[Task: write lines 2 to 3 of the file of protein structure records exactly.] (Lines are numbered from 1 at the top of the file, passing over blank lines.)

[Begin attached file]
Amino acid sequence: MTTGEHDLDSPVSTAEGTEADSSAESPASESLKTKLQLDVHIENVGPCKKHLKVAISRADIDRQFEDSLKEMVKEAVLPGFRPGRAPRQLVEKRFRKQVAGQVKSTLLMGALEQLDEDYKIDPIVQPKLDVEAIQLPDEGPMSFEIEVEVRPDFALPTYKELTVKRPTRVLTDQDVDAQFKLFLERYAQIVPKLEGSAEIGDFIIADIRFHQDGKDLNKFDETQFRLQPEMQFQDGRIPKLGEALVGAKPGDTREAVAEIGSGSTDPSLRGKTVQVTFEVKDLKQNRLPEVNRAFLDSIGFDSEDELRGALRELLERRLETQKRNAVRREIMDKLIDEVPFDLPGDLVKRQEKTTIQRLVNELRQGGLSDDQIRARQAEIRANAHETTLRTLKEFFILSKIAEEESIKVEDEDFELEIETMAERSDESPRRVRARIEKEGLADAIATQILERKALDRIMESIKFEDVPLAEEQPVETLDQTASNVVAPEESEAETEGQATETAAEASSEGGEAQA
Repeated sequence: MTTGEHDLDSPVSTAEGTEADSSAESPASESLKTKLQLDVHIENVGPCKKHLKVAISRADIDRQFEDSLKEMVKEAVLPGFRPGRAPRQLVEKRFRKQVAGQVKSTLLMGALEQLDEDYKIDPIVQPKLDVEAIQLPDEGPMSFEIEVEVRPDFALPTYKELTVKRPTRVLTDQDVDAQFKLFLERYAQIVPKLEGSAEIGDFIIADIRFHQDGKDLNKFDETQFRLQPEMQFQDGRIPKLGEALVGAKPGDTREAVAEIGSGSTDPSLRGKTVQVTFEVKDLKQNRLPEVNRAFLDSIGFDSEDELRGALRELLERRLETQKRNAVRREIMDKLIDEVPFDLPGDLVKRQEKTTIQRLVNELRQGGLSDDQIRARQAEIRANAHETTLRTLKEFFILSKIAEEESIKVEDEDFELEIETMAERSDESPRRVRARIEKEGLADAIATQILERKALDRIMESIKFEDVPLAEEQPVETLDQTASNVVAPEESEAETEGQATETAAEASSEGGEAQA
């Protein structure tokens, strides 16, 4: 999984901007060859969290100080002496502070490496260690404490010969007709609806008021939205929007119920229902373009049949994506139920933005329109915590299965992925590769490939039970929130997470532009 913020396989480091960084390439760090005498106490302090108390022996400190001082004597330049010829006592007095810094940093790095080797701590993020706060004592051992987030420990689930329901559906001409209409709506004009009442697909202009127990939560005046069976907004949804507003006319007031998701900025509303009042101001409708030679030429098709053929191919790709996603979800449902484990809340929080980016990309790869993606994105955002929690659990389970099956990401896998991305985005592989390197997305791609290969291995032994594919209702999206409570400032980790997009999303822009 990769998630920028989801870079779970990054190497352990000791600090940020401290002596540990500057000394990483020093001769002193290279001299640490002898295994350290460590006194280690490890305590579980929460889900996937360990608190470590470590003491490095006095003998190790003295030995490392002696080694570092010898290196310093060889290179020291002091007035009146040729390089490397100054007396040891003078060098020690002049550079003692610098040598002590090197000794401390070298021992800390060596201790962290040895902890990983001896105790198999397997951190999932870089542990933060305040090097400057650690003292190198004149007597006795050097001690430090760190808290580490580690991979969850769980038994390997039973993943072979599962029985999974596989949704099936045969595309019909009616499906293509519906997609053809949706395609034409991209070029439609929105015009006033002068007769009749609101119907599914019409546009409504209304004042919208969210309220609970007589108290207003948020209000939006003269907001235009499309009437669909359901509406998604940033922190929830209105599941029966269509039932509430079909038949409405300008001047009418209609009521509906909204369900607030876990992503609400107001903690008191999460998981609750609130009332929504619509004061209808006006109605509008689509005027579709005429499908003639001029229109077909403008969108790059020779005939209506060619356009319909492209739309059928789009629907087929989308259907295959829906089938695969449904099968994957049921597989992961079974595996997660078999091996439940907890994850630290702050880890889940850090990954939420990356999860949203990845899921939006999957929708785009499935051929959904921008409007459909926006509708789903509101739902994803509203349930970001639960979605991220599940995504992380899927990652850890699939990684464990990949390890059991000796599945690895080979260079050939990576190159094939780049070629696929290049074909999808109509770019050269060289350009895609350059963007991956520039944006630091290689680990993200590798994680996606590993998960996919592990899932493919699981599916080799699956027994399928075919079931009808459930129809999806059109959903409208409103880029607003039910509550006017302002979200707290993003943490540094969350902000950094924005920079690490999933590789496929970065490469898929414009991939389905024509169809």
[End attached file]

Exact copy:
Repeated sequence: MTTGEHDLDSPVSTAEGTEADSSAESPASESLKTKLQLDVHIENVGPCKKHLKVAISRADIDRQFEDSLKEMVKEAVLPGFRPGRAPRQLVEKRFRKQVAGQVKSTLLMGALEQLDEDYKIDPIVQPKLDVEAIQLPDEGPMSFEIEVEVRPDFALPTYKELTVKRPTRVLTDQDVDAQFKLFLERYAQIVPKLEGSAEIGDFIIADIRFHQDGKDLNKFDETQFRLQPEMQFQDGRIPKLGEALVGAKPGDTREAVAEIGSGSTDPSLRGKTVQVTFEVKDLKQNRLPEVNRAFLDSIGFDSEDELRGALRELLERRLETQKRNAVRREIMDKLIDEVPFDLPGDLVKRQEKTTIQRLVNELRQGGLSDDQIRARQAEIRANAHETTLRTLKEFFILSKIAEEESIKVEDEDFELEIETMAERSDESPRRVRARIEKEGLADAIATQILERKALDRIMESIKFEDVPLAEEQPVETLDQTASNVVAPEESEAETEGQATETAAEASSEGGEAQA
């Protein structure tokens, strides 16, 4: 999984901007060859969290100080002496502070490496260690404490010969007709609806008021939205929007119920229902373009049949994506139920933005329109915590299965992925590769490939039970929130997470532009 913020396989480091960084390439760090005498106490302090108390022996400190001082004597330049010829006592007095810094940093790095080797701590993020706060004592051992987030420990689930329901559906001409209409709506004009009442697909202009127990939560005046069976907004949804507003006319007031998701900025509303009042101001409708030679030429098709053929191919790709996603979800449902484990809340929080980016990309790869993606994105955002929690659990389970099956990401896998991305985005592989390197997305791609290969291995032994594919209702999206409570400032980790997009999303822009 990769998630920028989801870079779970990054190497352990000791600090940020401290002596540990500057000394990483020093001769002193290279001299640490002898295994350290460590006194280690490890305590579980929460889900996937360990608190470590470590003491490095006095003998190790003295030995490392002696080694570092010898290196310093060889290179020291002091007035009146040729390089490397100054007396040891003078060098020690002049550079003692610098040598002590090197000794401390070298021992800390060596201790962290040895902890990983001896105790198999397997951190999932870089542990933060305040090097400057650690003292190198004149007597006795050097001690430090760190808290580490580690991979969850769980038994390997039973993943072979599962029985999974596989949704099936045969595309019909009616499906293509519906997609053809949706395609034409991209070029439609929105015009006033002068007769009749609101119907599914019409546009409504209304004042919208969210309220609970007589108290207003948020209000939006003269907001235009499309009437669909359901509406998604940033922190929830209105599941029966269509039932509430079909038949409405300008001047009418209609009521509906909204369900607030876990992503609400107001903690008191999460998981609750609130009332929504619509004061209808006006109605509008689509005027579709005429499908003639001029229109077909403008969108790059020779005939209506060619356009319909492209739309059928789009629907087929989308259907295959829906089938695969449904099968994957049921597989992961079974595996997660078999091996439940907890994850630290702050880890889940850090990954939420990356999860949203990845899921939006999957929708785009499935051929959904921008409007459909926006509708789903509101739902994803509203349930970001639960979605991220599940995504992380899927990652850890699939990684464990990949390890059991000796599945690895080979260079050939990576190159094939780049070629696929290049074909999808109509770019050269060289350009895609350059963007991956520039944006630091290689680990993200590798994680996606590993998960996919592990899932493919699981599916080799699956027994399928075919079931009808459930129809999806059109959903409208409103880029607003039910509550006017302002979200707290993003943490540094969350902000950094924005920079690490999933590789496929970065490469898929414009991939389905024509169809």